Solid-state semiconductor device for amplifying, controlling, and generating electrical signals. Invented at Bell Labs (1947) by John Bardeen, Walter H. Brattain, and William B. Shockley, it displaced the vacuum tube in many applications. Transistors consist of layers of different semiconductors produced by addition of impurities (such as arsenic or boron) to silicon. These impurities affect the way electric current moves through the silicon. Transistors were pivotal in the advancement of electronics because of their small size, low power requirements, low heat generation, modest cost, reliability, and speed of operation. Single transistors were superseded in the 1960s and '70s by integrated circuits; present-day computer chips contain millions of transistors. Today transistors perform many different functions in nearly every type of electronic equipment.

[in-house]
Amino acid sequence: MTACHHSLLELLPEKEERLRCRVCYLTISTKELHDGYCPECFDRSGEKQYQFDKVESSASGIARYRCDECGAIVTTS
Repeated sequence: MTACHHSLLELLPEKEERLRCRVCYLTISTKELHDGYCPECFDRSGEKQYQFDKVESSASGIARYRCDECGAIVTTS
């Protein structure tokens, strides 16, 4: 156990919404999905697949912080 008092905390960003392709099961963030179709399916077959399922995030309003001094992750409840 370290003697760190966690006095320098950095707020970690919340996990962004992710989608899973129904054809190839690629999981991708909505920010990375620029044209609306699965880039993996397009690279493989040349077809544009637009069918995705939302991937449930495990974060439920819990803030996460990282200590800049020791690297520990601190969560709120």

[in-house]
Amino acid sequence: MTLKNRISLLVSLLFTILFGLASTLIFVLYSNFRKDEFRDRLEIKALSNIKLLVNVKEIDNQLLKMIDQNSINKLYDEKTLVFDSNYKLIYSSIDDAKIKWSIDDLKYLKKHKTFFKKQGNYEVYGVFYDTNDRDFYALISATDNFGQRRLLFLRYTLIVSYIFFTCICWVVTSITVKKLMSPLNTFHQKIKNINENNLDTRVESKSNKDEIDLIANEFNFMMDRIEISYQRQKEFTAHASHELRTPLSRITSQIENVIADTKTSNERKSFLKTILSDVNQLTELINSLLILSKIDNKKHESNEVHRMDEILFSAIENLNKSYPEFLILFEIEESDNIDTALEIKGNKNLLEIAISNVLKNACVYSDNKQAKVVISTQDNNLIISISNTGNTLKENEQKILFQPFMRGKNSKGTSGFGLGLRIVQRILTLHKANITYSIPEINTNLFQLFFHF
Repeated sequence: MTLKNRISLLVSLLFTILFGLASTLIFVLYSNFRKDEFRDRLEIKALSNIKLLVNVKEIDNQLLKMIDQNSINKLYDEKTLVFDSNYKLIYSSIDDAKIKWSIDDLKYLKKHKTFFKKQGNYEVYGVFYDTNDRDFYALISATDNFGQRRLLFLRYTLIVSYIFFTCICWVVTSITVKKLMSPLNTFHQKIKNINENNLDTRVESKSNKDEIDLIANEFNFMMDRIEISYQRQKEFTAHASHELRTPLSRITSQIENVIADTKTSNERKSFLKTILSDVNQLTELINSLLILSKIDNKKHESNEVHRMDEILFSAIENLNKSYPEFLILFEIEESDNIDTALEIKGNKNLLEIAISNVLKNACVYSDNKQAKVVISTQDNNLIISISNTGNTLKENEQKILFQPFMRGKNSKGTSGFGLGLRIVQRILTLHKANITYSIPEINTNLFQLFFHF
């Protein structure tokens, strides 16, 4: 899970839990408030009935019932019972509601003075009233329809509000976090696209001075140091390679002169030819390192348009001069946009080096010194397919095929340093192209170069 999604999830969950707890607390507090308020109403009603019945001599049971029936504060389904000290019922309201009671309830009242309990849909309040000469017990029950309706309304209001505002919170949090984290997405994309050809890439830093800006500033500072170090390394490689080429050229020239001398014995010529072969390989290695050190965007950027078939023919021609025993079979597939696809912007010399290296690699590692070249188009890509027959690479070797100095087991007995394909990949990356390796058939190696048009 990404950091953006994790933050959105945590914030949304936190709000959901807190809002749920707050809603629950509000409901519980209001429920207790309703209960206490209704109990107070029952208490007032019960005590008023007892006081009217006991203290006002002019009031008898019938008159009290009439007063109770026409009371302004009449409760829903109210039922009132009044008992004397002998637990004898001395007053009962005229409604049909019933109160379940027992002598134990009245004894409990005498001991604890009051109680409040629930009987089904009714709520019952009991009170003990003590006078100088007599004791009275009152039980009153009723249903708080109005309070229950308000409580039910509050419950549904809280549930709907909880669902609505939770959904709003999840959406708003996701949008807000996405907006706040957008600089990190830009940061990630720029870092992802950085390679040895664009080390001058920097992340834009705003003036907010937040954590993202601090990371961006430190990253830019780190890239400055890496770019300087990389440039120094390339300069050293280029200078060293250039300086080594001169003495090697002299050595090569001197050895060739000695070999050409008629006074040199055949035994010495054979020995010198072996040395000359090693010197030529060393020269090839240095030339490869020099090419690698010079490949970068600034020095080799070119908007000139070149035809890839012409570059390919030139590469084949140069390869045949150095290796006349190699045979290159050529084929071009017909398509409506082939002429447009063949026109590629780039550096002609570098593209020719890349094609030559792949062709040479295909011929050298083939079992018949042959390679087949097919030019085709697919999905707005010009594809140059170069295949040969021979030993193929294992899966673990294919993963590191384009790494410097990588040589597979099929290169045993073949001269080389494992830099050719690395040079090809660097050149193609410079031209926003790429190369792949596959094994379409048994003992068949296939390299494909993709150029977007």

A transistor is a sandwich of dissimilar semiconductors to which are attached three electrodes.
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